How many people are on your crew now?
We range between 6-8 builders and a couple of guys in the office.
Keeping it lean and mean?
Yeah. We pretty much do one park at a time. We are working to get up to two crews and two parks at a time but right now we’re at one park at a time. Quality over quantity. Our quality is off the charts, on every single park we build. We don’t have an A Team and a B Team. You strictly get our A Team.
What is your Duty Now For The Future?
My Duty Now For The Future is to get my knee healed so I can continue to skate hard. Skating new terrain is what keeps me inspired. Skating our parks with the next generations gets me so stoked. They are my duty now for the future. I need to skate, so we keep doing fully inspired parks that are fun as hell to skate.
What do you think the future of bladers and scooters is? Are they going to keep on going or are they going to fade away?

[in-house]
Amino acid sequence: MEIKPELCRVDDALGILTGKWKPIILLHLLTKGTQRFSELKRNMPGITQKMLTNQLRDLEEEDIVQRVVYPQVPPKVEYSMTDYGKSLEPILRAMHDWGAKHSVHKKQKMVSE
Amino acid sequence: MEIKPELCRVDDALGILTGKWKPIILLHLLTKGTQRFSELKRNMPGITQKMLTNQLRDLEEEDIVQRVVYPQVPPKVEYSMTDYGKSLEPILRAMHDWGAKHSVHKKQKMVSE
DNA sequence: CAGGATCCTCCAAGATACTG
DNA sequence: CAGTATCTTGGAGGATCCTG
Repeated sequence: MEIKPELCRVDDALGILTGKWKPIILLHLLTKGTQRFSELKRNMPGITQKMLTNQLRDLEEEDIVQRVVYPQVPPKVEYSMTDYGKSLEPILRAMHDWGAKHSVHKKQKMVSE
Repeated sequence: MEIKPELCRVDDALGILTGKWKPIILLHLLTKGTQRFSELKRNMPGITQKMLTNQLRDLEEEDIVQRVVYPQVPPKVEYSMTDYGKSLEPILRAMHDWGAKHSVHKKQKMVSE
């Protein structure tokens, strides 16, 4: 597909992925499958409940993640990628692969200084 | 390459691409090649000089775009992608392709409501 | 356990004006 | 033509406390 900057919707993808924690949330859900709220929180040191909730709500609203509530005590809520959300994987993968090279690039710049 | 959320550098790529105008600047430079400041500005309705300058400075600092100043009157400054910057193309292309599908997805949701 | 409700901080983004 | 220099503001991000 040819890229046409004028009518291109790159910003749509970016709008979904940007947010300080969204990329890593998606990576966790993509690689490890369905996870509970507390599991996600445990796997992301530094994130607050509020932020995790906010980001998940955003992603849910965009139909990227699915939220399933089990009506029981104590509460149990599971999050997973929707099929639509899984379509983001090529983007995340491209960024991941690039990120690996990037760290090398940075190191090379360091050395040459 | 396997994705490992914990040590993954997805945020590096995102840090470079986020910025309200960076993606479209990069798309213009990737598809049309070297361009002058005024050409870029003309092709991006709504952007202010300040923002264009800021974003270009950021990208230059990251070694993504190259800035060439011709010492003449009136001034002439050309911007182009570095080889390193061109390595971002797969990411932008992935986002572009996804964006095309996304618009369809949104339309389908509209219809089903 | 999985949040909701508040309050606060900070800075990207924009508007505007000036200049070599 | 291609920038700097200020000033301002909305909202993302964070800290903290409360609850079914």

They have to fade away. It just seems like such a faddy, trendy goofy thing. It clearly doesn’t have the longevity that skateboarding does. It doesn’t have the history. It doesn’t have the culture. Skateboarding runs deep. It’s got guts and soul. Scootering doesn’t. If you get to a certain age and you’re still riding a scooter, you just quit. You’re not going to get any chicks with a scooter, so you just quit.
Do they pick up a skateboard then or do they just quit?
I’m always hassling the kids, telling them to get a skateboard, but I think most of the people that do that just quit. They started it because it’s easy. They’re not about to start skating. It’s hard.
Keep building, dude. Stay creative.
Thanks, Murf. It’s good to hear your voice. Thanks for the inspiration. I’ve been using way more pool coping since we last talked!
Right on. Stay strong. Thanks for your time.